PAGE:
The symposium focuses on the relation between global history and social history, highlighting actors and regions, and it systematically engages with the issue of diverse periodizations. ln discussing linkages between experience, historiography, and commemoration, the symposium aims at unsettling the notion of a static and clearly defined "end" of the War, a construct mainly based on European developments. How did the developments which marked the end of the War differ regionally, and how did prisoners of war, demobilized soldiers, women, or children from and in Asia, Africa, and the Middle East perceive and experience the "end"? How did this "end" influence new networks, socialmovements, society, economic processes, or ecological developments? And how were these ques tions discussed by contemporary intellectuals? With the centennial of the outbreak of the War and the increasing temporal distance it conveys, the nature of remembrance, too, is changing. 2014 was marked by extensive com memoration activities in many parts ofthe world, not only on various politicallevels but also in the media, in the fields of Iiterature and in the arts. The symposium asks whether and how they shaped contemporary dialogues on commemoration-not only in Asia, Africa, or Latin America but also in Europe. Canthelass of "Zeitzeugen" be compensated by the use of electronic and other media? And: does this make transnational commemoration easier (or more difficult)? We are particularly interested in issues and questions of what could be called "non-memory", torgatten or submerged memories. What is written out of historical narratives and what is being rediscovered? ln this respect, the symposiumwill also discuss questions of changing memories and contested commemorations.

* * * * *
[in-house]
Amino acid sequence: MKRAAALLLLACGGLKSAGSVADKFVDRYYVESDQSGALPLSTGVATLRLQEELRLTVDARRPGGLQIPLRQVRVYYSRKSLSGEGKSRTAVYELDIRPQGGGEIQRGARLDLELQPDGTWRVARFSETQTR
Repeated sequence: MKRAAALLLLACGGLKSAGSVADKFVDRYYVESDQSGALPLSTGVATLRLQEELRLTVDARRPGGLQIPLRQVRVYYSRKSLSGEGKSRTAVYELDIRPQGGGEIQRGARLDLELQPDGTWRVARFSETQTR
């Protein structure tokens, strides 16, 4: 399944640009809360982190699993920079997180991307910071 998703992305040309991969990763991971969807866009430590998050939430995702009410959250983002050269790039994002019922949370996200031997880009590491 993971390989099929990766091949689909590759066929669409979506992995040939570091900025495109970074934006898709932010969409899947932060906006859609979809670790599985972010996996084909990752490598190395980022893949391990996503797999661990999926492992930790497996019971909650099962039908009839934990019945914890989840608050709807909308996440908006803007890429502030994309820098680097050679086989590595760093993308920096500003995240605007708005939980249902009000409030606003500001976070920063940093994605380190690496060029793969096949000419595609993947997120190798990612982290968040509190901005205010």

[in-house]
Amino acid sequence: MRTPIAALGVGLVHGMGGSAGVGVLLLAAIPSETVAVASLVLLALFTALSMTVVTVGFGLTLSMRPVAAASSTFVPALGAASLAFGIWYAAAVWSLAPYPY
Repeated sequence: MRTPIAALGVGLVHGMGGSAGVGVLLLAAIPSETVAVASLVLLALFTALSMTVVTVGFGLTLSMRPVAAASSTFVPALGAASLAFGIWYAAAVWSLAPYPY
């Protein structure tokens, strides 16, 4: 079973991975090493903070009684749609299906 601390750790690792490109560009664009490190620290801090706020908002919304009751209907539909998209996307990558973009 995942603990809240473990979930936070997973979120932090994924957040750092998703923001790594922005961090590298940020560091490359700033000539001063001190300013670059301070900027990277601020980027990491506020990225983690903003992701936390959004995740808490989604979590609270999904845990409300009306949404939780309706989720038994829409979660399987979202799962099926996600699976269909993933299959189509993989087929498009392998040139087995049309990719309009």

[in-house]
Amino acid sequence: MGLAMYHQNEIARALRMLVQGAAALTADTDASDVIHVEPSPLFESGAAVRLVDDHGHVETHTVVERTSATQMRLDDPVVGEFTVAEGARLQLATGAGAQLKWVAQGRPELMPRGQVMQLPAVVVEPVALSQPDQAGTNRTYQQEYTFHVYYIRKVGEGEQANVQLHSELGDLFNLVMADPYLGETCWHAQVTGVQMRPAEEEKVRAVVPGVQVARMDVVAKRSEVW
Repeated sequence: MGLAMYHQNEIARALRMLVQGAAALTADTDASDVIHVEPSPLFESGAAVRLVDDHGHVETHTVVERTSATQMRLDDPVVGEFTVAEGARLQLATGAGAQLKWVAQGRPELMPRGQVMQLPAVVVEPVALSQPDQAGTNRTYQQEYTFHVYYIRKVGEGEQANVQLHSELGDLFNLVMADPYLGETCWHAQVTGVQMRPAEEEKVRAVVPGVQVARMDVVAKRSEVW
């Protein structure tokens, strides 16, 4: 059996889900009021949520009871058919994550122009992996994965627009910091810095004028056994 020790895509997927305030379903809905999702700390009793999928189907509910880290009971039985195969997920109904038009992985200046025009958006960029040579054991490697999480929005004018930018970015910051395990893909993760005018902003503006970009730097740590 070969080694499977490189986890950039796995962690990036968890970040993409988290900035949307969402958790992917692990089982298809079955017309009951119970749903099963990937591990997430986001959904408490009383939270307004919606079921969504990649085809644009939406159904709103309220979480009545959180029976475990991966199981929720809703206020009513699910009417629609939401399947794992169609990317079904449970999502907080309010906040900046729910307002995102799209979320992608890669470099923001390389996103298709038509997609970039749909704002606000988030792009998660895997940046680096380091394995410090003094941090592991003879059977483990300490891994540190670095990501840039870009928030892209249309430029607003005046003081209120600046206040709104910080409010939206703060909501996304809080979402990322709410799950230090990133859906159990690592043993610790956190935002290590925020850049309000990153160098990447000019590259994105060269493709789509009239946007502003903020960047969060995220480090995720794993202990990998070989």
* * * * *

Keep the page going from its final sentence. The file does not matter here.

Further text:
Conference Opening: The Long End of the First World War
Welcome Addresses Wilhelm Krull and Andreas Gestrich | Introduction Katrin Bromber
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